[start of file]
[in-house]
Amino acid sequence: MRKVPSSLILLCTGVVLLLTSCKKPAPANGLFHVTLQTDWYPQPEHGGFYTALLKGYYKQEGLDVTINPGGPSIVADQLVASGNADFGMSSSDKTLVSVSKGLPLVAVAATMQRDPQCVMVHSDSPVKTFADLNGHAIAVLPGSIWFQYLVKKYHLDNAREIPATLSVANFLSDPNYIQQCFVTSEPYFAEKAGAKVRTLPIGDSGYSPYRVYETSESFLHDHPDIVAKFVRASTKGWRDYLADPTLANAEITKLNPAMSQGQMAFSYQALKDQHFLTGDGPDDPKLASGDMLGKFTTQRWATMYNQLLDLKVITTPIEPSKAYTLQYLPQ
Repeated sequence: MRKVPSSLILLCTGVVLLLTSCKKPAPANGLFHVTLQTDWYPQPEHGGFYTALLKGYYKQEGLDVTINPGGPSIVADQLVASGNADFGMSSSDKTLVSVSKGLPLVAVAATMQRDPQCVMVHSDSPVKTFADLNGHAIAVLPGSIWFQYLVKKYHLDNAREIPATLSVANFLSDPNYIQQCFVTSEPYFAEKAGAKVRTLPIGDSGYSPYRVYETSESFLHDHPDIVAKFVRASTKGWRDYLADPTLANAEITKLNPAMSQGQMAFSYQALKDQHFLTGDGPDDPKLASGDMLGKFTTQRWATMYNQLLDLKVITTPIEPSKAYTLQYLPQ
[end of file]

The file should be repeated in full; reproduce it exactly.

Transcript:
[in-house]
Amino acid sequence: MRKVPSSLILLCTGVVLLLTSCKKPAPANGLFHVTLQTDWYPQPEHGGFYTALLKGYYKQEGLDVTINPGGPSIVADQLVASGNADFGMSSSDKTLVSVSKGLPLVAVAATMQRDPQCVMVHSDSPVKTFADLNGHAIAVLPGSIWFQYLVKKYHLDNAREIPATLSVANFLSDPNYIQQCFVTSEPYFAEKAGAKVRTLPIGDSGYSPYRVYETSESFLHDHPDIVAKFVRASTKGWRDYLADPTLANAEITKLNPAMSQGQMAFSYQALKDQHFLTGDGPDDPKLASGDMLGKFTTQRWATMYNQLLDLKVITTPIEPSKAYTLQYLPQ
Repeated sequence: MRKVPSSLILLCTGVVLLLTSCKKPAPANGLFHVTLQTDWYPQPEHGGFYTALLKGYYKQEGLDVTINPGGPSIVADQLVASGNADFGMSSSDKTLVSVSKGLPLVAVAATMQRDPQCVMVHSDSPVKTFADLNGHAIAVLPGSIWFQYLVKKYHLDNAREIPATLSVANFLSDPNYIQQCFVTSEPYFAEKAGAKVRTLPIGDSGYSPYRVYETSESFLHDHPDIVAKFVRASTKGWRDYLADPTLANAEITKLNPAMSQGQMAFSYQALKDQHFLTGDGPDDPKLASGDMLGKFTTQRWATMYNQLLDLKVITTPIEPSKAYTLQYLPQ